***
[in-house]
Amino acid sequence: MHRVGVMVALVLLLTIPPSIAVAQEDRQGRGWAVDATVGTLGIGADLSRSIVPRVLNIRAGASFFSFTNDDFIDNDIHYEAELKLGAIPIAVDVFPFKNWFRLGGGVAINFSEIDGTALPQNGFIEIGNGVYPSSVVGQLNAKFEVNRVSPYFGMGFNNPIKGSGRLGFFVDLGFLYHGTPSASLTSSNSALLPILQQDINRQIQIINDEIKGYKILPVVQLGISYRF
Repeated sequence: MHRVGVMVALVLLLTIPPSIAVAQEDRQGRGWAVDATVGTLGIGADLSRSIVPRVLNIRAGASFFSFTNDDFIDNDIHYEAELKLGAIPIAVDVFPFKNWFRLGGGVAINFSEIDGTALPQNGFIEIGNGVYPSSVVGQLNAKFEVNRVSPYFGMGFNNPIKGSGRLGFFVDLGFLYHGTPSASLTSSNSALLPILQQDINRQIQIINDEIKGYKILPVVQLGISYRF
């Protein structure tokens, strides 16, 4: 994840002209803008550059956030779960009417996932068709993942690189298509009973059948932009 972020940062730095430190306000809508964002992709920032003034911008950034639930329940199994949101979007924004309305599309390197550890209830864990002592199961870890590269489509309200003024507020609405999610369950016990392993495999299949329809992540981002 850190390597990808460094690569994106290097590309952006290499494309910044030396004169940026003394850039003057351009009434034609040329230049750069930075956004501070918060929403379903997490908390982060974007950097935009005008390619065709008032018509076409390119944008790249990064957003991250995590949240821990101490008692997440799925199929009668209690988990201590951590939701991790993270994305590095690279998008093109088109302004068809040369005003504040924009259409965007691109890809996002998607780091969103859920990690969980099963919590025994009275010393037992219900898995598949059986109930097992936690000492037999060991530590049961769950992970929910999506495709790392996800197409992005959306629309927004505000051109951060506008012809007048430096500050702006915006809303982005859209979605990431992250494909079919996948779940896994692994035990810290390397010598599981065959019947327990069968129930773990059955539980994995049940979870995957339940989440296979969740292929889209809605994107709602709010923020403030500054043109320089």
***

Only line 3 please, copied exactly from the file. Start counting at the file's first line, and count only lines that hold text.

Repeated sequence: MHRVGVMVALVLLLTIPPSIAVAQEDRQGRGWAVDATVGTLGIGADLSRSIVPRVLNIRAGASFFSFTNDDFIDNDIHYEAELKLGAIPIAVDVFPFKNWFRLGGGVAINFSEIDGTALPQNGFIEIGNGVYPSSVVGQLNAKFEVNRVSPYFGMGFNNPIKGSGRLGFFVDLGFLYHGTPSASLTSSNSALLPILQQDINRQIQIINDEIKGYKILPVVQLGISYRF